Benefit Scroungers Quotes

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For a start, people who traveled for so many miles through such horrific conditions in order to find work cannot accurately be portrayed as lazy benefit-scroungers
Patrick Kingsley
Musa Okwonga, the poet, journalist and essayist whose powerful ‘The Ungrateful Country’ closes the book, once said to me that the biggest burden facing people of colour in this country is that society deems us bad immigrants – job-stealers, benefit-scroungers, girlfriend-thieves, refugees – until we cross over in their consciousness, through popular culture, winning races, baking good cakes, being conscientious doctors, to become good immigrants. And we are so tired of that burden." (from "The Good Immigrant" by Nikesh Shukla)
Nikesh Shukla (The Good Immigrant)
Advertising companies, big corporations, banks and politicians need to maintain this, to control the division of people through racism and shade, throwing shade of difference and indifference, good immigrant and bad immigrant, refugee and benefit scrounger.
Nikesh Shukla (The Good Immigrant)
It swiftly became common lore in Pagford that houses in the Fields had become the prize and goal of every benefit-supported Yarvil family with school-age children; that there was a great ongoing scramble across the boundary line from the Cantermill Estate, much as Mexicans streamed into Texas. Their beautiful St. Thomas's--a magnet for professional commuters to Yarvil, who were attracted by the tiny classes, the rolltop desks, the aged stone building and the lush green playing field--would be overrun and swamped by the offspring of scroungers, addicts and mothers whose children had all been fathered by different men.
J.K. Rowling
There are powerful demographic and economic reasons why many people think that the state will continue to grow. Entitlements grow as populations age. Governments dominate areas of the economy, like health and education, that are resistant to productivity improvements. But the other reason for the state’s sprawl has been political. Both the Left and the Right have indulged its appetites, the former singing the praises of hospitals and schools, the latter serenading prisons, armies, and police forces, and both creating regulations like confetti. The call that “something must be done,” i.e., that yet another rule or department must be created, comes as often from Fox News or the Daily Mail as it does from the BBC or the New York Times. For all the worries about “benefit scroungers” and “welfare queens,” most state spending is sucked up by the middle classes, many of them conservatives. Voters have always voted for more services; some people just resent having to pay for them more than others. The apocryphal sign at a Tea Party rally warning “big government” to “keep its hands off my Medicare” sums up many Americans’ hypocrisy about the state.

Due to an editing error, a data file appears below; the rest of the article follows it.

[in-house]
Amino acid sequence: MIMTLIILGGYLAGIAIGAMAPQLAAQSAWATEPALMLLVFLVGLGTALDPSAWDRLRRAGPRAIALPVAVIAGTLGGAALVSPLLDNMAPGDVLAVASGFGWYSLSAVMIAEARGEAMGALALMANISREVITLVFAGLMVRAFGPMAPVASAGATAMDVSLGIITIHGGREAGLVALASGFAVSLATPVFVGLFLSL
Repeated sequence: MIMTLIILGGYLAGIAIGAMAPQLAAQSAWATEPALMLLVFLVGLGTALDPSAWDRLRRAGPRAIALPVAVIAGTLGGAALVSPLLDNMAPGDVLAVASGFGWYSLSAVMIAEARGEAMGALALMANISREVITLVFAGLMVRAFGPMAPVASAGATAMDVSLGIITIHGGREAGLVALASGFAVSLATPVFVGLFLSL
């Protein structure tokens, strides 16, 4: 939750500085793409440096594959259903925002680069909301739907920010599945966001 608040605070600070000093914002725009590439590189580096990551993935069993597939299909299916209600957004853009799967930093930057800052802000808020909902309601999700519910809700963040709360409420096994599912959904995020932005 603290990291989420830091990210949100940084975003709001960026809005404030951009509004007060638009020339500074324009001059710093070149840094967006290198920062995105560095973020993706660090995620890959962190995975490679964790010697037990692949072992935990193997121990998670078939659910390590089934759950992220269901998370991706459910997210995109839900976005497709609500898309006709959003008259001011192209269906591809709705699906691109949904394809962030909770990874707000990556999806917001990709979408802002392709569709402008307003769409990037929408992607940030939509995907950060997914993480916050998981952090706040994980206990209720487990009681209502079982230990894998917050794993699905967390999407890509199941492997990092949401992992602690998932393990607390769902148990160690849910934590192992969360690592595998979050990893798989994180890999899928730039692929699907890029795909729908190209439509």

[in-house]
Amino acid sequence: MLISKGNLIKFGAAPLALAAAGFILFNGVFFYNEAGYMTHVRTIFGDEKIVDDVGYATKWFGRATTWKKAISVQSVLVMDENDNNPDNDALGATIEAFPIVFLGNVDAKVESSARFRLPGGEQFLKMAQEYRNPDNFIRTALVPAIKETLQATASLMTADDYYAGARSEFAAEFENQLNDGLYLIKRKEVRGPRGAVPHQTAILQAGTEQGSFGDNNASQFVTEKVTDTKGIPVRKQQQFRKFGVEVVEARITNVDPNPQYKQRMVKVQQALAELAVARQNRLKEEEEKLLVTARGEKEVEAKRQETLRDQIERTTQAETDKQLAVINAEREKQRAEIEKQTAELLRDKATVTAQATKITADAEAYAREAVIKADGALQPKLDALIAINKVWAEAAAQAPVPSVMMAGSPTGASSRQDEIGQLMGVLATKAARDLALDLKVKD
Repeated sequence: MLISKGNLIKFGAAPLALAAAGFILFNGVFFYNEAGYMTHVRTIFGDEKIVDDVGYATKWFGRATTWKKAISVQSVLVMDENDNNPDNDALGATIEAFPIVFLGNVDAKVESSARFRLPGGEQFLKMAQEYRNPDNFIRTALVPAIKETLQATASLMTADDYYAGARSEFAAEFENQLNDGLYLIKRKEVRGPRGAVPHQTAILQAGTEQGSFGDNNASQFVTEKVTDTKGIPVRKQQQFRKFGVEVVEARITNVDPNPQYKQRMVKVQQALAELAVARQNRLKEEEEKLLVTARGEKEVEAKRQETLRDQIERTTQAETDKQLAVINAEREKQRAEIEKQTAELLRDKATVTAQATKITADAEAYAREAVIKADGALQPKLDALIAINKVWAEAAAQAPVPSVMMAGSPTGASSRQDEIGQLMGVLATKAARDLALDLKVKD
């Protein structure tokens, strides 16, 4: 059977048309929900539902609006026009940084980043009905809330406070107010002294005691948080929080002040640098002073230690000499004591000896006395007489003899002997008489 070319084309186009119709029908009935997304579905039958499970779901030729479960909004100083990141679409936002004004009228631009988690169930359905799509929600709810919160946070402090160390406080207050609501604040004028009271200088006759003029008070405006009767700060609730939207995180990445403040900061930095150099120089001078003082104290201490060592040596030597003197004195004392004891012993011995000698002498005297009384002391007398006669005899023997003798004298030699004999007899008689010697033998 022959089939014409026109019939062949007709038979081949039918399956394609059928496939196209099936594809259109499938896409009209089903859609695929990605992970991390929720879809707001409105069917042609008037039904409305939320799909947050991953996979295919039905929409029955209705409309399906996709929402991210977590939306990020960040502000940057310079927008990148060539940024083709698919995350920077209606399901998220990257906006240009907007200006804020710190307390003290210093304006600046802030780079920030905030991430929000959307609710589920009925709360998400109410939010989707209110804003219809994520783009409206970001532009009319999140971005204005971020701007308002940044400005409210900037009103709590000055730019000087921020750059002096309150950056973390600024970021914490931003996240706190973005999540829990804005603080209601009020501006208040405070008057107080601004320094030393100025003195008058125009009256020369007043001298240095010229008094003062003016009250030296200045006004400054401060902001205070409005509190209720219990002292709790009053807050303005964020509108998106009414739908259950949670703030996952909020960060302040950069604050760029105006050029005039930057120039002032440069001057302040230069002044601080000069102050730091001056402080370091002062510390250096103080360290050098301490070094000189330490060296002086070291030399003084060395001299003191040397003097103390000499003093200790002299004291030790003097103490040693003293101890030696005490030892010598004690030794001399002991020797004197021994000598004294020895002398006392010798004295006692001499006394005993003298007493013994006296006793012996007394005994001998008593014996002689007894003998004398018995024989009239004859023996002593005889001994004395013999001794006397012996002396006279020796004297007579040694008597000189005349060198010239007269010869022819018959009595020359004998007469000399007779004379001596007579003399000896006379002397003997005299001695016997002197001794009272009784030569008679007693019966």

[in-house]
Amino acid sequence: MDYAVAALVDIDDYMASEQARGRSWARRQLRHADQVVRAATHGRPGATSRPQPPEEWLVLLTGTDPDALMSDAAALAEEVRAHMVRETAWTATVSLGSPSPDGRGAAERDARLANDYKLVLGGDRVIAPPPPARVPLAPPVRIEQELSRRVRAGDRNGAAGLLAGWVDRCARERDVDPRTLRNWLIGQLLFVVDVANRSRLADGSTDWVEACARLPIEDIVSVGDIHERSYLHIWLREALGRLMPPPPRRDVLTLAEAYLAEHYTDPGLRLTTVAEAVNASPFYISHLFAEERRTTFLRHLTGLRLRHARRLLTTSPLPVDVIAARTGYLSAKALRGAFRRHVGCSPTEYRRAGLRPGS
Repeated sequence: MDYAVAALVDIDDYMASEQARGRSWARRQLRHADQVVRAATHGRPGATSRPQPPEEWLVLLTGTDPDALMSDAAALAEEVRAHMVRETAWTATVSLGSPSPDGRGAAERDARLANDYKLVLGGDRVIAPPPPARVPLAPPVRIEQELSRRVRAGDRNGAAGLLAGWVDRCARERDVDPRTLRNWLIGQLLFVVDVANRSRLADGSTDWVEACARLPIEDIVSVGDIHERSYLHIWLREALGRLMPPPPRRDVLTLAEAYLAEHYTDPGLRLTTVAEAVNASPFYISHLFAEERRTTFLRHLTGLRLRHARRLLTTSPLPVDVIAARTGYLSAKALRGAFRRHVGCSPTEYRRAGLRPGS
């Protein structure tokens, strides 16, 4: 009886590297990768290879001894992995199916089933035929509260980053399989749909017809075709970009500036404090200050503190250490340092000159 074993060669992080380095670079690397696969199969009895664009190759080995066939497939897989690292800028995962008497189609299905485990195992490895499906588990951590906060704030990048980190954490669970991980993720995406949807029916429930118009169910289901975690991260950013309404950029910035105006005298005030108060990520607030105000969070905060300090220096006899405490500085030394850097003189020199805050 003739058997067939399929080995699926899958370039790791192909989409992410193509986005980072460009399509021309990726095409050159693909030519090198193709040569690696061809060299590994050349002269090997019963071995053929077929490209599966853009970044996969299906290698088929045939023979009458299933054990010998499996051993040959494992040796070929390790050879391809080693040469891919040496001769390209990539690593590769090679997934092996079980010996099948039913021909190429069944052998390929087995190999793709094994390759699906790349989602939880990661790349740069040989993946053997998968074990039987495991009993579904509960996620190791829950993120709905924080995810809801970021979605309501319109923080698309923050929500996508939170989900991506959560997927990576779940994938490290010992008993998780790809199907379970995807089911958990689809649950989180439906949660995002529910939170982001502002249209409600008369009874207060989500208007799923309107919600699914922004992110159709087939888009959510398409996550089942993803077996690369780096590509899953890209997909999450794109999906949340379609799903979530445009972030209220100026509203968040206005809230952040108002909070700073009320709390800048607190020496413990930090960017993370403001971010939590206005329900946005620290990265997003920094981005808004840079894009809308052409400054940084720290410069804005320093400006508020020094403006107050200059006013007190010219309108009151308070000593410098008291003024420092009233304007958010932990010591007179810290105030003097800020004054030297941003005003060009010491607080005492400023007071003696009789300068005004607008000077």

John Micklethwait (The Fourth Revolution: The Global Race to Reinvent the State)
But for pragmatists on both sides of the debate, this very reductive picture of an economic migrant is ultimately not a particularly useful one. For a start, people who travel for so many miles through such horrific conditions in order to find work cannot accurately be portrayed as lazy benefit-scroungers. Ironically, they instead display qualities that would be prized in indigenous Europeans – the kind of on-yer-bike resourcefulness that conservatives wish was intrinsic to every native jobseeker.
Patrick Kingsley (The New Odyssey: The Story of the Twenty-First Century Refugee Crisis)
Both suspect the white poor. The right regard them as scroungers, who steal the money of the middle classes, either by breaking into their homes or by taking their taxes in benefit cheques. The left regard them as sexist and racist homophobes.
Nick Cohen (You Can't Read This Book: Censorship in an Age of Freedom)
I'm a frightful example of what happens to those who step out of line...When people talk about spongers, they forget the contribution we make to the upholding of the status quo. I am a walking, staggering cattle prod, frightening the Reeboked animals into manageable herds, so that the ordered life of Western society may continue undisrupted. I am, if you will, a sort of policeman. As a responsible citizen I spend my meagre Giro benefit on high-duty items like cigarettes and spirits so most of the money the government allows me is ploughed straight back into its coffers. The remainder I spread like a thin fertilizer over the parched hard pressed land of small businesses - corner shops, pizza parlours and low-grade supermarkets. Even, God help them, those 'worse off than myself' get a look in since what few clothes I own are provided by jumble sales and charity shops. Furthermore, when I die, I shall leave no burgeoning bank account. Whatever may pass through the hands of a waster remains permanently in circulation since he has neither the means nor the pre-disposition to save - in effect, a congenital waster is as lean, fit and economically viable as the most stringently run software corporation.
Ian Pattison